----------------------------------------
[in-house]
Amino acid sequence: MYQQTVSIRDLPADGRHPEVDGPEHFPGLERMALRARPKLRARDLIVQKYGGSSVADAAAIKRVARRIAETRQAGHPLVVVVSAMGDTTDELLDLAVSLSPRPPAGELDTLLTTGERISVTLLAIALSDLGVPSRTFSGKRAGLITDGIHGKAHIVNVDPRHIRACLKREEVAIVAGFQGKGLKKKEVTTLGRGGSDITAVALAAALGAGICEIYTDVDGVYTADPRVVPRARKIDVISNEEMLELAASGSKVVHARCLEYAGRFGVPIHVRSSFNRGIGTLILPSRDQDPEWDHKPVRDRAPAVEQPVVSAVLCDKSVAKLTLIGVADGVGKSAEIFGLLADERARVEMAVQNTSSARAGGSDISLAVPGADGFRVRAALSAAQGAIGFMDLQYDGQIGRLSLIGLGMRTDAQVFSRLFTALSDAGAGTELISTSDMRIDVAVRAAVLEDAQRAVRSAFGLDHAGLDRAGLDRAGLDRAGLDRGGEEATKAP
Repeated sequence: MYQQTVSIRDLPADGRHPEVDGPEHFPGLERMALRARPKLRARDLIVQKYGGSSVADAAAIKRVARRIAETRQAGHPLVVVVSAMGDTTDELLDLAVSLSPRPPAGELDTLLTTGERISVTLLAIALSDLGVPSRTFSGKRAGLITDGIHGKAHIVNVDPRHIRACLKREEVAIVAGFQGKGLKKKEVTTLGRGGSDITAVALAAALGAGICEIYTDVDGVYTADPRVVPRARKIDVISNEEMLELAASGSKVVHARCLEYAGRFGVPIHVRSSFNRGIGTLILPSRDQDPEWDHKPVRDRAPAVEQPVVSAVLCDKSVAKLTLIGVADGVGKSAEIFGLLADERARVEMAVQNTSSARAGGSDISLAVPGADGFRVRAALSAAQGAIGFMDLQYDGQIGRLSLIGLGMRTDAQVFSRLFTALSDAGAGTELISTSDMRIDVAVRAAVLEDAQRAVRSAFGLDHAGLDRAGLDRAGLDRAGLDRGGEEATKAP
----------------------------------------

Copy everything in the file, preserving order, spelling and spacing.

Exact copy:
[in-house]
Amino acid sequence: MYQQTVSIRDLPADGRHPEVDGPEHFPGLERMALRARPKLRARDLIVQKYGGSSVADAAAIKRVARRIAETRQAGHPLVVVVSAMGDTTDELLDLAVSLSPRPPAGELDTLLTTGERISVTLLAIALSDLGVPSRTFSGKRAGLITDGIHGKAHIVNVDPRHIRACLKREEVAIVAGFQGKGLKKKEVTTLGRGGSDITAVALAAALGAGICEIYTDVDGVYTADPRVVPRARKIDVISNEEMLELAASGSKVVHARCLEYAGRFGVPIHVRSSFNRGIGTLILPSRDQDPEWDHKPVRDRAPAVEQPVVSAVLCDKSVAKLTLIGVADGVGKSAEIFGLLADERARVEMAVQNTSSARAGGSDISLAVPGADGFRVRAALSAAQGAIGFMDLQYDGQIGRLSLIGLGMRTDAQVFSRLFTALSDAGAGTELISTSDMRIDVAVRAAVLEDAQRAVRSAFGLDHAGLDRAGLDRAGLDRAGLDRGGEEATKAP
Repeated sequence: MYQQTVSIRDLPADGRHPEVDGPEHFPGLERMALRARPKLRARDLIVQKYGGSSVADAAAIKRVARRIAETRQAGHPLVVVVSAMGDTTDELLDLAVSLSPRPPAGELDTLLTTGERISVTLLAIALSDLGVPSRTFSGKRAGLITDGIHGKAHIVNVDPRHIRACLKREEVAIVAGFQGKGLKKKEVTTLGRGGSDITAVALAAALGAGICEIYTDVDGVYTADPRVVPRARKIDVISNEEMLELAASGSKVVHARCLEYAGRFGVPIHVRSSFNRGIGTLILPSRDQDPEWDHKPVRDRAPAVEQPVVSAVLCDKSVAKLTLIGVADGVGKSAEIFGLLADERARVEMAVQNTSSARAGGSDISLAVPGADGFRVRAALSAAQGAIGFMDLQYDGQIGRLSLIGLGMRTDAQVFSRLFTALSDAGAGTELISTSDMRIDVAVRAAVLEDAQRAVRSAFGLDHAGLDRAGLDRAGLDRAGLDRGGEEATKAP